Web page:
Crocodile Tears and Crocodile Bags: Why do we love sad rich people?

Image Credit: Freestocks

Amina Awartani unpacks the success and the wider significance of why we love watching sad rich people.

In a striking scene in Mark Mylod’s comedy horror film The Menu, the head chef (played by Ralph Fiennes) prepares a “Breadless Bread Plate” course, announcing to the guests that bread “Is, and will always be for the common man, which you, my dear guests, are not”. He makes a point of signifying to them and therefore to the audience that these people are detached from the real world and by extension, from humanity.

While their problems may seem out of touch with our own - they’ve never had to worry about paying off college loans or concern themselves with frivolous things like evictions- we still enjoy watching to see those with staggering wealth and status live out their lives and “overcome” the struggles linked to their position. Be it through reality television like Keeping Up with the Kardashians or even fictionalized social commentary such as Succession or The White Lotus; there is an appeal in observing the problems and pains of the wealthy. But why is that the case? More so, what lessons can we take away from watching the rich be miserable? Could it be that we enjoy seeing them get their comeuppance? Or is it that we view their stories like cautionary tales of how money corrupts the spirit ? 

In many fictional depictions of the absurdly wealthy on screen, one recurring theme is them being punished for this hubris. Think of Bong Joon-Ho’s Parasite, Rian Johnson’s Glass Onion: A Knives Out Mystery, or even Mark Mylod’s The Menu. We regularly enjoy watching movies and shows in which the wealthy are punished. Whether it is shown by the horror genre or through satire, the rich’s fate is cathartic to those of us who do not have access to their power, wealth or status. In his book, Capitalist Realism: Is There No Alternative? Mark Fischer writes “film performs our anti-capitalism for us, allowing us to continue to consume with impunity”. We crave watching the downfall of the wealthy, preferably at the hands of a struggling average person like us, as it gives us a sense of justice that we are unable to access in the real world.  

Whether it is shown by the horror genre or through satire, the rich’s fate is cathartic to those of us who do not have access to their power, wealth or status.

The “money can’t buy happiness” moral of the story is a cliché for a reason; and it is in classics such as The Great Gatsby, and modern-day depictions of the rich seen in Gossip Girl, Succession and The White Lotus, that we see this cliché brought to life. As we continue to watch people of means enjoy their caviar and champagne, we also get front-row seats when cracks begin to appear in their lives. We watch Gatsby miserably pine for Daisy despite his wealth and power, we observe the Sullivan’s marriage fall apart, and we take in Blair Waldorf’s need for love and acceptance at the expense of her health. We look onto these characters contemplatively as they confirm the age-old truth that no matter how much we pursue wealth, it will not deliver us from the tortures of our soul.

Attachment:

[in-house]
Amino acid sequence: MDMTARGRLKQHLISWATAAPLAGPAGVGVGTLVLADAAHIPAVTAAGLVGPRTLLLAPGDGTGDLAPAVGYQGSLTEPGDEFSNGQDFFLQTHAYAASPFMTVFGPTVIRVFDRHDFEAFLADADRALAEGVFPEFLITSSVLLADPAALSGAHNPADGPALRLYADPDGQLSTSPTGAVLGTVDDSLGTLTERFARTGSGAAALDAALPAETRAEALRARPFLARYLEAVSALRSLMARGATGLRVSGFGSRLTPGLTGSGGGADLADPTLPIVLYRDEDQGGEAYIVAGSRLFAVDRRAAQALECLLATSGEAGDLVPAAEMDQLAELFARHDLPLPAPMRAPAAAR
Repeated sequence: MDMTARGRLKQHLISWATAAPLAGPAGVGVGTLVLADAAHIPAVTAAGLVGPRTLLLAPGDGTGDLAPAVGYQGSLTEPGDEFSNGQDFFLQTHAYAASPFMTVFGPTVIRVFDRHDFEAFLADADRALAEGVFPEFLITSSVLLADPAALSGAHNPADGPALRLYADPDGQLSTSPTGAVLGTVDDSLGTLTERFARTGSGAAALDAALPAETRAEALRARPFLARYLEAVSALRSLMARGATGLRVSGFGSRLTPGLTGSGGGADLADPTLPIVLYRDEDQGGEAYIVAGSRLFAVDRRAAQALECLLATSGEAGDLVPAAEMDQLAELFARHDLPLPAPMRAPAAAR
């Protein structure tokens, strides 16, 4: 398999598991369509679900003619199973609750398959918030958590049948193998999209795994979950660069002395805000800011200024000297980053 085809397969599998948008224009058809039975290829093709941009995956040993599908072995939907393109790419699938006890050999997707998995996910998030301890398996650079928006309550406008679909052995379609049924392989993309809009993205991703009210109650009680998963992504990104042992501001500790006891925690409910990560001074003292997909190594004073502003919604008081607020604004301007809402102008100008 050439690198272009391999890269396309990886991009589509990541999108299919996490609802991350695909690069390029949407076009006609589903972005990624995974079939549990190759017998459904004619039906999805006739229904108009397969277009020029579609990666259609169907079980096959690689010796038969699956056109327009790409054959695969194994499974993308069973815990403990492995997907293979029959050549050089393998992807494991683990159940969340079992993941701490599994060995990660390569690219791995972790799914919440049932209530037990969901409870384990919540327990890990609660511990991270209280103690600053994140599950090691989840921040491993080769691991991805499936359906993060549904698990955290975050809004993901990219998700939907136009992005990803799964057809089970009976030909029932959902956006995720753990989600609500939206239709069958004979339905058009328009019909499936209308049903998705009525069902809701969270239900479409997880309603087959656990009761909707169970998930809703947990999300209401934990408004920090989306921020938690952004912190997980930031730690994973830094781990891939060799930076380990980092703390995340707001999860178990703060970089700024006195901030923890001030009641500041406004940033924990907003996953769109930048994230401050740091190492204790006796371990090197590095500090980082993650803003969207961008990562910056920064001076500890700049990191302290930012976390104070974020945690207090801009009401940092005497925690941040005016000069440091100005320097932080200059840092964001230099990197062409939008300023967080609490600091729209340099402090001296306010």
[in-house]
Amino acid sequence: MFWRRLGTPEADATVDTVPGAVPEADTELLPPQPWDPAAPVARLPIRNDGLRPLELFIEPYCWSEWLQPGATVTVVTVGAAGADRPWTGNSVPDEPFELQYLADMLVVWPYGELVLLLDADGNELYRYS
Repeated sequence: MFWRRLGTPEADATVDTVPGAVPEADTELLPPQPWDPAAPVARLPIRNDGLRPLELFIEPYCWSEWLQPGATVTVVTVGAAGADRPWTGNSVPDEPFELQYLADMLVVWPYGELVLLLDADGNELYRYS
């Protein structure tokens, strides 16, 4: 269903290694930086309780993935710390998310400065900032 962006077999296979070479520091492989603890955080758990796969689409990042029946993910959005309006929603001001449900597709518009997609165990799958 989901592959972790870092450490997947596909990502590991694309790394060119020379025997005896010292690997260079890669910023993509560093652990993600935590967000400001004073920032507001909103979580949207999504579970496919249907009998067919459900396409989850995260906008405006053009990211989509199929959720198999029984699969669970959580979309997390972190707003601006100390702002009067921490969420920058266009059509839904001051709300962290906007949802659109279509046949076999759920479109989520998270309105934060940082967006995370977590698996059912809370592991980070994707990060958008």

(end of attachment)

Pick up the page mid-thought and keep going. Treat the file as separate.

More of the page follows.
In an article written for the Harvard Business Review titled “Time for Happiness: Why the pursuit of money isn’t bringing you joy — and what will” by Ashley Whillans, she writes how “Even individuals with a net worth of $10 million think they need to increase their wealth dramatically to be happier.” The article further reaffirms the idea that, not only does money not buy you happiness, but that you will also never get your fill of it in your pursuit for overall satisfaction. As such, these stories, in a way, comfort us in the knowledge that we, unlike those we are watching, are not corrupt with greed, nor are we stuck in a class whose sole purpose is to enrich itself materially.

Much of the narrative surrounding issues related to wealth and opulence is directly steeped in a culture of  hard work, discipline and the possession of a unique brand of intelligence that is non-existent in others. In reality, wealth is as much a game of luck as anything else, and tends to be influenced by factors linked to social class, attractiveness, race and nationality.  These stories we watch on the extremely wealthy act as a window to a world that elicits many different emotions such as envy, contempt, or disgust. 

However, they also allow for an understanding of how complex and layered their lives are. So if you choose to escape from the world around you by watching and criticizing the lives of the rich with disdain, or if you’d rather look onto them with pity and caution, you can rest easy in the knowledge that even they might not be as happy as they seem.